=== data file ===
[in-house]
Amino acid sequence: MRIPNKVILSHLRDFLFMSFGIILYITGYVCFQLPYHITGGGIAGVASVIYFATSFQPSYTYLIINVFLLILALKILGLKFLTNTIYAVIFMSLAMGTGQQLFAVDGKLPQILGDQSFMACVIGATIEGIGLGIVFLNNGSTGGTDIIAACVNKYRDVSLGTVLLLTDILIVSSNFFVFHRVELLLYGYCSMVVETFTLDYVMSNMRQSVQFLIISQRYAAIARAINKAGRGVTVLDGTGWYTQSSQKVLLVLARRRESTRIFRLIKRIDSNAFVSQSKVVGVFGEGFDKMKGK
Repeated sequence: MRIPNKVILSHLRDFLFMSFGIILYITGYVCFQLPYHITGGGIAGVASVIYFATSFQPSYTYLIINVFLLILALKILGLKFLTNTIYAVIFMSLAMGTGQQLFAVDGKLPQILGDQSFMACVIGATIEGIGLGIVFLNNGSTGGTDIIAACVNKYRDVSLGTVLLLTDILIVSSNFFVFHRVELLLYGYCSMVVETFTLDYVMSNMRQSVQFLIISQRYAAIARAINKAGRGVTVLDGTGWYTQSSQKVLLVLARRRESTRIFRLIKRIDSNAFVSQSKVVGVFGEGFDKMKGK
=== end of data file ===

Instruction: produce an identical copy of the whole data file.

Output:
[in-house]
Amino acid sequence: MRIPNKVILSHLRDFLFMSFGIILYITGYVCFQLPYHITGGGIAGVASVIYFATSFQPSYTYLIINVFLLILALKILGLKFLTNTIYAVIFMSLAMGTGQQLFAVDGKLPQILGDQSFMACVIGATIEGIGLGIVFLNNGSTGGTDIIAACVNKYRDVSLGTVLLLTDILIVSSNFFVFHRVELLLYGYCSMVVETFTLDYVMSNMRQSVQFLIISQRYAAIARAINKAGRGVTVLDGTGWYTQSSQKVLLVLARRRESTRIFRLIKRIDSNAFVSQSKVVGVFGEGFDKMKGK
Repeated sequence: MRIPNKVILSHLRDFLFMSFGIILYITGYVCFQLPYHITGGGIAGVASVIYFATSFQPSYTYLIINVFLLILALKILGLKFLTNTIYAVIFMSLAMGTGQQLFAVDGKLPQILGDQSFMACVIGATIEGIGLGIVFLNNGSTGGTDIIAACVNKYRDVSLGTVLLLTDILIVSSNFFVFHRVELLLYGYCSMVVETFTLDYVMSNMRQSVQFLIISQRYAAIARAINKAGRGVTVLDGTGWYTQSSQKVLLVLARRRESTRIFRLIKRIDSNAFVSQSKVVGVFGEGFDKMKGK